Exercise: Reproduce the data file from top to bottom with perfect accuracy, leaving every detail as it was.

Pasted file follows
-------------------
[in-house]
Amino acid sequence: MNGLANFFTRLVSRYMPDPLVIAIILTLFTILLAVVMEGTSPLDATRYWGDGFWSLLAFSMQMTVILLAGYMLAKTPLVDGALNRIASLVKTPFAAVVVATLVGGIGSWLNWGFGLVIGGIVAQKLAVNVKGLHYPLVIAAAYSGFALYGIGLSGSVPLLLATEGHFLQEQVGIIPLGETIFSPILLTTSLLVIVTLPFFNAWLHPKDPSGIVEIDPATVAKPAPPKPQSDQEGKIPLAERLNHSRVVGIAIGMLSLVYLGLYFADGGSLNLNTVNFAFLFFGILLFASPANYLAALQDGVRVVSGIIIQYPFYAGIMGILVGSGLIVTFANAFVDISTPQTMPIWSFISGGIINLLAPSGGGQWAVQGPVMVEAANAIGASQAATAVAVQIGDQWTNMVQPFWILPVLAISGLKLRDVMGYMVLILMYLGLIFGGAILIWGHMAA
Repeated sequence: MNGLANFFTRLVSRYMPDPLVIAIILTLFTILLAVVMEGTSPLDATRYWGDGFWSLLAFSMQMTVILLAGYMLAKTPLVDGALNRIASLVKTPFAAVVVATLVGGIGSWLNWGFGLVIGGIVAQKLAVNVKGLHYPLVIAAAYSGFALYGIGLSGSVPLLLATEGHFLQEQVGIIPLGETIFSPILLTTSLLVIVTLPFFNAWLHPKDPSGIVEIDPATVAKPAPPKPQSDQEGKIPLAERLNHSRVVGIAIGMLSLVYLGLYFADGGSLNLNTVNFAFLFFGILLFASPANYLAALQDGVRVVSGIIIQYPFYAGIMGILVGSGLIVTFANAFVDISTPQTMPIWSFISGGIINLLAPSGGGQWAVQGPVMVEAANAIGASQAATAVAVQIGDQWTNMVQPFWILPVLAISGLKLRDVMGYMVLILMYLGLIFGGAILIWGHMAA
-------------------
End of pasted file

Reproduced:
[in-house]
Amino acid sequence: MNGLANFFTRLVSRYMPDPLVIAIILTLFTILLAVVMEGTSPLDATRYWGDGFWSLLAFSMQMTVILLAGYMLAKTPLVDGALNRIASLVKTPFAAVVVATLVGGIGSWLNWGFGLVIGGIVAQKLAVNVKGLHYPLVIAAAYSGFALYGIGLSGSVPLLLATEGHFLQEQVGIIPLGETIFSPILLTTSLLVIVTLPFFNAWLHPKDPSGIVEIDPATVAKPAPPKPQSDQEGKIPLAERLNHSRVVGIAIGMLSLVYLGLYFADGGSLNLNTVNFAFLFFGILLFASPANYLAALQDGVRVVSGIIIQYPFYAGIMGILVGSGLIVTFANAFVDISTPQTMPIWSFISGGIINLLAPSGGGQWAVQGPVMVEAANAIGASQAATAVAVQIGDQWTNMVQPFWILPVLAISGLKLRDVMGYMVLILMYLGLIFGGAILIWGHMAA
Repeated sequence: MNGLANFFTRLVSRYMPDPLVIAIILTLFTILLAVVMEGTSPLDATRYWGDGFWSLLAFSMQMTVILLAGYMLAKTPLVDGALNRIASLVKTPFAAVVVATLVGGIGSWLNWGFGLVIGGIVAQKLAVNVKGLHYPLVIAAAYSGFALYGIGLSGSVPLLLATEGHFLQEQVGIIPLGETIFSPILLTTSLLVIVTLPFFNAWLHPKDPSGIVEIDPATVAKPAPPKPQSDQEGKIPLAERLNHSRVVGIAIGMLSLVYLGLYFADGGSLNLNTVNFAFLFFGILLFASPANYLAALQDGVRVVSGIIIQYPFYAGIMGILVGSGLIVTFANAFVDISTPQTMPIWSFISGGIINLLAPSGGGQWAVQGPVMVEAANAIGASQAATAVAVQIGDQWTNMVQPFWILPVLAISGLKLRDVMGYMVLILMYLGLIFGGAILIWGHMAA